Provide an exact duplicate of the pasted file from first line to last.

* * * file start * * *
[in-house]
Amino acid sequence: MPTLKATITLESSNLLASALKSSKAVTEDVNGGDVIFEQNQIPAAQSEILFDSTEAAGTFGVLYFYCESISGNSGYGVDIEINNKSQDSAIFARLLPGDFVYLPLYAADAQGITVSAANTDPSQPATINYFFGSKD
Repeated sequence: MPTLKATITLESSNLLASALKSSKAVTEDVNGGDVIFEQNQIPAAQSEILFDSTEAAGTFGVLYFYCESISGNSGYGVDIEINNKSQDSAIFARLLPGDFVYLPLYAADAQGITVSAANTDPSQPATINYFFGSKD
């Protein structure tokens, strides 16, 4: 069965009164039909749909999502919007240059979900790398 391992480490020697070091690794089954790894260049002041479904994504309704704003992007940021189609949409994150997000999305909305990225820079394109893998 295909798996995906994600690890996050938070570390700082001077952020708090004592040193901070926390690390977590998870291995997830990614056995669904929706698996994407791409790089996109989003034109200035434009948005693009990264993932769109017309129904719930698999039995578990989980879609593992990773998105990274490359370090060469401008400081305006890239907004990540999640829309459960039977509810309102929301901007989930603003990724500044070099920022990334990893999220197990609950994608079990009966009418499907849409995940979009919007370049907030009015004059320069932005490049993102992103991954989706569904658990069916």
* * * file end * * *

[in-house]
Amino acid sequence: MPTLKATITLESSNLLASALKSSKAVTEDVNGGDVIFEQNQIPAAQSEILFDSTEAAGTFGVLYFYCESISGNSGYGVDIEINNKSQDSAIFARLLPGDFVYLPLYAADAQGITVSAANTDPSQPATINYFFGSKD
Repeated sequence: MPTLKATITLESSNLLASALKSSKAVTEDVNGGDVIFEQNQIPAAQSEILFDSTEAAGTFGVLYFYCESISGNSGYGVDIEINNKSQDSAIFARLLPGDFVYLPLYAADAQGITVSAANTDPSQPATINYFFGSKD
């Protein structure tokens, strides 16, 4: 069965009164039909749909999502919007240059979900790398 391992480490020697070091690794089954790894260049002041479904994504309704704003992007940021189609949409994150997000999305909305990225820079394109893998 295909798996995906994600690890996050938070570390700082001077952020708090004592040193901070926390690390977590998870291995997830990614056995669904929706698996994407791409790089996109989003034109200035434009948005693009990264993932769109017309129904719930698999039995578990989980879609593992990773998105990274490359370090060469401008400081305006890239907004990540999640829309459960039977509810309102929301901007989930603003990724500044070099920022990334990893999220197990609950994608079990009966009418499907849409995940979009919007370049907030009015004059320069932005490049993102992103991954989706569904658990069916």